[Editorial] “Little Susan, The Poor-house Girl,” by J. A. (from Youth’s Companion, August 12, 1847; p. 60)
In the town of K——, in the state of New York, a Mrs. Martin was in want of a little girl to assist her in her domestic labors. As she did not succeed in finding one in the neighborhood, she rode to the Poor House for the county, and selected a little girl about twelve years of age, and took her home with her.
“Is your father or mother living?” said Mrs. Martin to her as they set out on their way to Mrs. Martin’s abode.
“No, ma’am, they are both dead.”
This was spoken in a soft plaintive tone, which went to the heart of Mrs. Martin, and awakened there a deep sympathy for the orphan.
“How long have you been an orphan?”
“My mother died about a year ago, and my father was killed a little more than a month ago.”
“How was your father killed?”
“He was assisting in raising a barn, and fell from the top of the frame, and was taken up dead.”
“Was your father a good man?”
“Not always,” said the girl with some hesitation. “My mother was a good woman.”
“Of what disease did your mot[h]er die?”
Mrs. Martin looked on the pale, thin countenance of the orphan, and saw clearly that she had inherited her mother’s constitution, and that she would probably, at an early period, fill a consumptive’s grave. She addressed a few consoling and encouraging words to the orphan, and rode on in silence, musing upon the wide differences in the allotments of Providence, to the members of the human family. She had a daughter, now two years old. A tender father and mother now watched over her. Was she to be left an orphan and destitute, and would some one find that darling child among those supported by public charity? If her child’s condition was to differ from that of the poor orphan before her, to what would it be owing? Not to the worth or care of the mother, for it was evident, from the language and manners of Susan, that her mother was a woman of refinement and worth. “After all I can do for my child,” said she to herself, “I must leave her in the hands of God, to be disposed of according to his holy pleasure. I will be kind to this poor child, as I should wish one to be kind to my own, if she should be left an orphan?” So let every reader say of the bereaved and destitute, “I will be kind to them.”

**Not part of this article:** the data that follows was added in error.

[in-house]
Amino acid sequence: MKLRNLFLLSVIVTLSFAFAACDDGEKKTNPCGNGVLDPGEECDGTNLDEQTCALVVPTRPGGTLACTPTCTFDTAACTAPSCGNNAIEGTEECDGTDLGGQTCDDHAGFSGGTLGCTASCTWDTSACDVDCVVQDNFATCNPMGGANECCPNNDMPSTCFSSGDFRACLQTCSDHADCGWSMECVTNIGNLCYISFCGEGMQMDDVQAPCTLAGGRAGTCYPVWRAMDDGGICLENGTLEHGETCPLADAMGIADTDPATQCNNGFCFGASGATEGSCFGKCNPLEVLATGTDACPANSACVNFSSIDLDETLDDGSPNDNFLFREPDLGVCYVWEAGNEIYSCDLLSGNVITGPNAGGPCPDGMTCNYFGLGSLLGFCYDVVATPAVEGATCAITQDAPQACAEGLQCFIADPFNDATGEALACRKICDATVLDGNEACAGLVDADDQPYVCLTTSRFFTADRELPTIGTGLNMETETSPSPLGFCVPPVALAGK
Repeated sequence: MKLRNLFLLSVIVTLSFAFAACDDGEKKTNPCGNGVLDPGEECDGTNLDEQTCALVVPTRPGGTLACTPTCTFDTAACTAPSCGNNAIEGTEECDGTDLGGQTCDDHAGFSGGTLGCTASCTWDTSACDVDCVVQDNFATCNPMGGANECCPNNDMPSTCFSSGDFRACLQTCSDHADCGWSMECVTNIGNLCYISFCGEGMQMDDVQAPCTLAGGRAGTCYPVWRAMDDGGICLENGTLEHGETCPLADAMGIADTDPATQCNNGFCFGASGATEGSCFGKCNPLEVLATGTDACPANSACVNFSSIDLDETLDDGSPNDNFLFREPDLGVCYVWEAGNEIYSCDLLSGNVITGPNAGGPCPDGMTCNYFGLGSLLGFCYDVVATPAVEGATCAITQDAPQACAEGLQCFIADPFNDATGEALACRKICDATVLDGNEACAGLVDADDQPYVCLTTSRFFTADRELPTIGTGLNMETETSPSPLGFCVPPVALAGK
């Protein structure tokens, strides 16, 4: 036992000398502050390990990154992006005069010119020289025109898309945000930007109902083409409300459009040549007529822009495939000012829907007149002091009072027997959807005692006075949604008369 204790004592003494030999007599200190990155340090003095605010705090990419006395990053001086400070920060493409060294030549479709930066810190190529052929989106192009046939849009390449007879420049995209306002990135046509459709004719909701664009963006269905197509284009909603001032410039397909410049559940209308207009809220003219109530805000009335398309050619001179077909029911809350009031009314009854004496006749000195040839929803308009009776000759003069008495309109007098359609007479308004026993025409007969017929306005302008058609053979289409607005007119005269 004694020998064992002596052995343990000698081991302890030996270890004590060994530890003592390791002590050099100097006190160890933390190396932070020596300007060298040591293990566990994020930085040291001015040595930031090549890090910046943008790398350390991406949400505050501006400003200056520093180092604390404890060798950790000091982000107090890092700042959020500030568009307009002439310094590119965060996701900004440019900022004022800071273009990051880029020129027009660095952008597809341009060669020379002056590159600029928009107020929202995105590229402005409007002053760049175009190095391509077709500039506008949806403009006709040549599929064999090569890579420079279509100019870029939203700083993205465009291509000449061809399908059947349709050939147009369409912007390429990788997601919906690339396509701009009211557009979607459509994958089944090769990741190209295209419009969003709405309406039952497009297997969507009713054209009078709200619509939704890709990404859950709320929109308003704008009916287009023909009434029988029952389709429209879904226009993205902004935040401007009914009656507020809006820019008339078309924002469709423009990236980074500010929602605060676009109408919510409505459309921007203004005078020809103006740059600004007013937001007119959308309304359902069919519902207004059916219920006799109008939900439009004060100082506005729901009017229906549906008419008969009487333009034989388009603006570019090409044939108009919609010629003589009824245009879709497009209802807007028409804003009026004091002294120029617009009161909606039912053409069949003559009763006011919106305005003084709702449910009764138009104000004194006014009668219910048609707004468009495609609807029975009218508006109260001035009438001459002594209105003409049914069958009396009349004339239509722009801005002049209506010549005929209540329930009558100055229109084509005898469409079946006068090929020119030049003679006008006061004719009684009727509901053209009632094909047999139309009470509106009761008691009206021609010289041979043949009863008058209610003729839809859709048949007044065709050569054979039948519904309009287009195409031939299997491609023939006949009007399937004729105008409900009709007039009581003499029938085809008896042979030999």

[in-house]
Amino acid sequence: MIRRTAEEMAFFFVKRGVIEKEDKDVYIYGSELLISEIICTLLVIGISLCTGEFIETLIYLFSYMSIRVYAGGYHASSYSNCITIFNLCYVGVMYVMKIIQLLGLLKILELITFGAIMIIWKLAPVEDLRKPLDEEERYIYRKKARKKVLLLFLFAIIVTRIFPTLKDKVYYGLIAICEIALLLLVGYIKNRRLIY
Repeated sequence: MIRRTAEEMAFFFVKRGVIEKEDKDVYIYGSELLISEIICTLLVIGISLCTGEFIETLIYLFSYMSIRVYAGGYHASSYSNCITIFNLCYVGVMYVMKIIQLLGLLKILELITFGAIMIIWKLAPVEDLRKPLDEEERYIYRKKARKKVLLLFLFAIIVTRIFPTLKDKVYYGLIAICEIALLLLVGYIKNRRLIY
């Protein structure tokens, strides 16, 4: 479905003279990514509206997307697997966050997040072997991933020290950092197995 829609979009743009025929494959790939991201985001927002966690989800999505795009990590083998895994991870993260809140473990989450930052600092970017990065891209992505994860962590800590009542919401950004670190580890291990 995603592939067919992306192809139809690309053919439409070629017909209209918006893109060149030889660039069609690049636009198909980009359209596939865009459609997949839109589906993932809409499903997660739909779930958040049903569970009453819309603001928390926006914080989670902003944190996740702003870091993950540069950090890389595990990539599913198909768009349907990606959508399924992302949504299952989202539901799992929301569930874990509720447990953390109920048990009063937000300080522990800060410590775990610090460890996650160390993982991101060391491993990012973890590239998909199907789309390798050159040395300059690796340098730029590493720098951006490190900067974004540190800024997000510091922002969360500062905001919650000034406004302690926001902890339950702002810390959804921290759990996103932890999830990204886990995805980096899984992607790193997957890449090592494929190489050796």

After Susan had lived with Mrs. Martin a few weeks, she made known to her more fully, the particulars of her history. It appeared that her father had been a drunkard, that he was under the influence of intoxicating liquor when he received the fall that cost him his life. He had often abused his wife and children. Mrs. Martin often wept, as she listened to Susan’s simple and affecting story of the suffering thus endured.
“You have a good home, now,” said Mrs. Martin, and you shall never go away from here, so long as you behave well.”
“I am afraid I shall be sick, like mother, and be unable to work for you,” said Susan.
“Never mind; you shall always have a home here while I live.”
That promise was kept, but it secured Susan a home only for a brief season. Mrs. Martin was taken ill, and in about a week, she died. She was delirious from the first, and hence could not express to her husband, her wishes respecting Susan. Mr. Martin broke up housekeeping, and Susan was received into the family of a neighbor, a very different woman from Mrs. Martin. She had to toil hard, and heard few pleasant and encouraging words. In a few months, she bled at the lungs, and the woman with whom she lived, hurried her back to the poor-house, lest she should die on her hands. She lingered for several months, and then died, with no friend to smooth her dying pillow, and weep for her when she was gone.
My dear young reader, have you a good home and kind friends? Remember with kindness the poor orphan who has neither. Remember to adore the wisdom and goodness that has made you to differ.